Three tips for smarter investing in 2022
Share markets have rewarded many investors this year, however as the old saying goes, past performance is not indicative of future performance.
With this in mind, it's a timely opportunity for you to check in on your investment objectives and financial goals for 2022 and beyond and rebalance your portfolio accordingly.
1. Start by asking yourself: What is my investment objective?
One part of your answer should relate to the dollar value you're aiming for. The other should relate to timing. If you have $10,000 today, for example, how much would you like to have that grow to by the end of 2022, or 2025, or whatever end date you have in mind.
The dollar value you are targeting and the timeframe needed to achieve it are linked. If the dollar value you are targeting is high, you will need more time to achieve it. If your time is short, then your dollar value goal can't be too high.
Your investment objective will determine how much or, how little, risk you need to take with your investments.
2. Identify how you'll achieve your objective.
Next, you need to decide what your strategic asset allocation (SAA) should be.
This is the ratio of money that you invest in each asset class such as Australian equities, global equities, property, fixed interest and cash.
The combination and allocation to these various buckets dial up or down the risk of your portfolio and accordingly the potential returns. Equities are generally riskier with higher returns, whereas cash is less risky but has a much lower potential return.
An example of how you can structure your portfolio after considering your SAA is below:
As you can see above, changing your allocation can change the overall return of your portfolio.
However, it will also change the risk profile of your portfolio. The income assets typically fall less than growth assets when markets experience a crisis such as COVID-19 and this smooths out the performance of your portfolio over time.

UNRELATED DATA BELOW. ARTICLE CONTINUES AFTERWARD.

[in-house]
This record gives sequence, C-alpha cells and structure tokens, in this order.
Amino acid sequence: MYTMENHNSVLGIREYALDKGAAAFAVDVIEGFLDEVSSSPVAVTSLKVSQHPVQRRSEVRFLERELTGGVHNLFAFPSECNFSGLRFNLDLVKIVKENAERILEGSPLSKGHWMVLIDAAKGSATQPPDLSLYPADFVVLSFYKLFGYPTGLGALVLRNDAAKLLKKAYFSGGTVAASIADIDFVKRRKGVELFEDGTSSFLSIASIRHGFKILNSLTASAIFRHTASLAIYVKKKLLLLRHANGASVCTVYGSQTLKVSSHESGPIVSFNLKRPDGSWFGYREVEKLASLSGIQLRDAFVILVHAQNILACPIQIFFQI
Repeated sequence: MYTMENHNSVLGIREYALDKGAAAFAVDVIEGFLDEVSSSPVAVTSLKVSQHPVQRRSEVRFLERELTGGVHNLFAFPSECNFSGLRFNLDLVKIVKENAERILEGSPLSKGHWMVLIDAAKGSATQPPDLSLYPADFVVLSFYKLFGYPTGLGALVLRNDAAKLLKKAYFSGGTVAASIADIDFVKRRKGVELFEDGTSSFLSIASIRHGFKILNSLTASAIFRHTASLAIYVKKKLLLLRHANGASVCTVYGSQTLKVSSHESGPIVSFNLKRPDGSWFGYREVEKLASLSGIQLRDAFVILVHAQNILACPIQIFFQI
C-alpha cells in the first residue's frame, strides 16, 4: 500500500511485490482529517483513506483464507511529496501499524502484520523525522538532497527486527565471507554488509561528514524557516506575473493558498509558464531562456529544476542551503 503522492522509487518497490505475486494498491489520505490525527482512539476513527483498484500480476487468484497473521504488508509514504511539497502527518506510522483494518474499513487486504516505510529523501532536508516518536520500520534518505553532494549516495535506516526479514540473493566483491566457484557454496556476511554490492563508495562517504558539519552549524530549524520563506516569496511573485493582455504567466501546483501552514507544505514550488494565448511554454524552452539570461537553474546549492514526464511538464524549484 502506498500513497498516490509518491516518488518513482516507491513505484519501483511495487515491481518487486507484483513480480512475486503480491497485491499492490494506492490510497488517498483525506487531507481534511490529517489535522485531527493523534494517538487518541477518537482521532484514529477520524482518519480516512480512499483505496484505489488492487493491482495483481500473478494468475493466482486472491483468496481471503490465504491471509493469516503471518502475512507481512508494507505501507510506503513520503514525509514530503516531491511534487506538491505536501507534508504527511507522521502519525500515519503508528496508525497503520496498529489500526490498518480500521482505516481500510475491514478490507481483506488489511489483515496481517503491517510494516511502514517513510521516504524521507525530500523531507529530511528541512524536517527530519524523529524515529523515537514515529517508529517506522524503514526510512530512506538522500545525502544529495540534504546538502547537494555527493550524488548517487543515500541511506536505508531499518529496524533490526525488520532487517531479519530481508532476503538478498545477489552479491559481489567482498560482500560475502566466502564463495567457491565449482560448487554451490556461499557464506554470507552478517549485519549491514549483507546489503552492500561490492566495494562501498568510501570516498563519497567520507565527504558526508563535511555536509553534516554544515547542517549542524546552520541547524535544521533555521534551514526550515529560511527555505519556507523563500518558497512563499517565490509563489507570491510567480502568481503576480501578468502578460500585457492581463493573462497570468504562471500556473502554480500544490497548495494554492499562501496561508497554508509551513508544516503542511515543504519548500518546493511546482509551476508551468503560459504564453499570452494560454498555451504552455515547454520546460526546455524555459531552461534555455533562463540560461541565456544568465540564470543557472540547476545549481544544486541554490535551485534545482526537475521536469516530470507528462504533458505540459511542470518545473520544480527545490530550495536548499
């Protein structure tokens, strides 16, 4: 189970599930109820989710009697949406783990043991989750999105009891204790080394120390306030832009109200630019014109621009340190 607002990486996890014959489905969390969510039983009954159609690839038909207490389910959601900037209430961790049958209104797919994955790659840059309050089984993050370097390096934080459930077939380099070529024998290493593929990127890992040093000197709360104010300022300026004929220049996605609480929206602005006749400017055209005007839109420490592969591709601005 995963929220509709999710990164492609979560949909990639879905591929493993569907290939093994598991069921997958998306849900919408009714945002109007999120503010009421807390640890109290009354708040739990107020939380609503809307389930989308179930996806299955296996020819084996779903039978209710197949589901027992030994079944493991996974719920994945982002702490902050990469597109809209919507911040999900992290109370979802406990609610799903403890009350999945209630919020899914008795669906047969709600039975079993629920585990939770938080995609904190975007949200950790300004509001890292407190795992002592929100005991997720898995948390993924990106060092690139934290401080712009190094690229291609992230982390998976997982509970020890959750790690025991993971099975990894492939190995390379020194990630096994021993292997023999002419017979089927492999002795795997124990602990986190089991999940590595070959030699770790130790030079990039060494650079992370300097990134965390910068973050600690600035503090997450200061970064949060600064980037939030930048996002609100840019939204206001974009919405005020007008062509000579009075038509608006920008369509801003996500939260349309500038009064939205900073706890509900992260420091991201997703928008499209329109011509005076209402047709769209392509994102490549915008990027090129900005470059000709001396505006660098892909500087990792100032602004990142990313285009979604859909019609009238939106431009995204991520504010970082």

3. Factor in changing market forces
The returns outlined in the table above are based on long-terms averages but as we stand at the beginning of 2022, it's also important to think about the coming year and to ask the question about what is likely to impact the markets.
So, what are the possible influences on the market in the coming year and beyond?
The big one will be inflation.
Throughout the pandemic, central banks around the world replicated the strategy they put in place through the global financial crisis, known as quantitative easing (QE) - which is effectively printing money.
They did this by making money cheap and easy to access. This facilitated borrowing and investment in businesses, which lifted the valuations of these businesses.
Central banks are continuing with QE, which is why equity markets have performed so well over the past two years, despite the initial shock of the pandemic.
But easy money supply and rising asset prices lead to inflation. And while some inflation is good the Reserve Bank of Australia (RBA) has a target range for inflation of 2-3%. As long as inflation stays within this range, the RBA's view is that the economy will be healthy.
If inflation starts to blow out, central banks will begin to reduce QE in an effort to keep inflation under control which generally results in an increase in interest rates.
When interest rates rise, asset prices will start to even out. We're already seeing this in property markets which were running hot through the pandemic due to lower borrowing costs.
If inflation rises quickly, there will be a pullback in share markets, but this won't be permanent. In fact, it might provide an opportunity to buy in at a cheaper price.
If central banks are successful and inflation goes up gradually, the market won't pull back but the growth rate will slow. In this case, there will be fewer bargains than if prices fall, but there will also be fewer risks so you can invest with greater confidence.
Other external shocks are harder to foresee.
One possibility is that there will be further market fallout from a fourth wave of COVID-19. In Europe, at the time of writing, several countries including Germany, The Netherlands and Austria have reimposed restrictions.
Markets may react in the short term but as vaccination rates increase globally, the opportunity for pandemic-related shocks will reduce.
Another risk arises from geopolitical tension between China and the rest of the world. Recent conversations between China and the US have been encouraging but with an election looming in China in October 2022, it is difficult to predict what President Xi Jinping may or may not do to shore up his election.
Reassurance in being prepared
Sure, there is a little uncertainty about how the economy will go next year and it is impossible to predict external shocks, but we can be prepared for the unexpected and thinking strategically about your investment objectives will make a difference.
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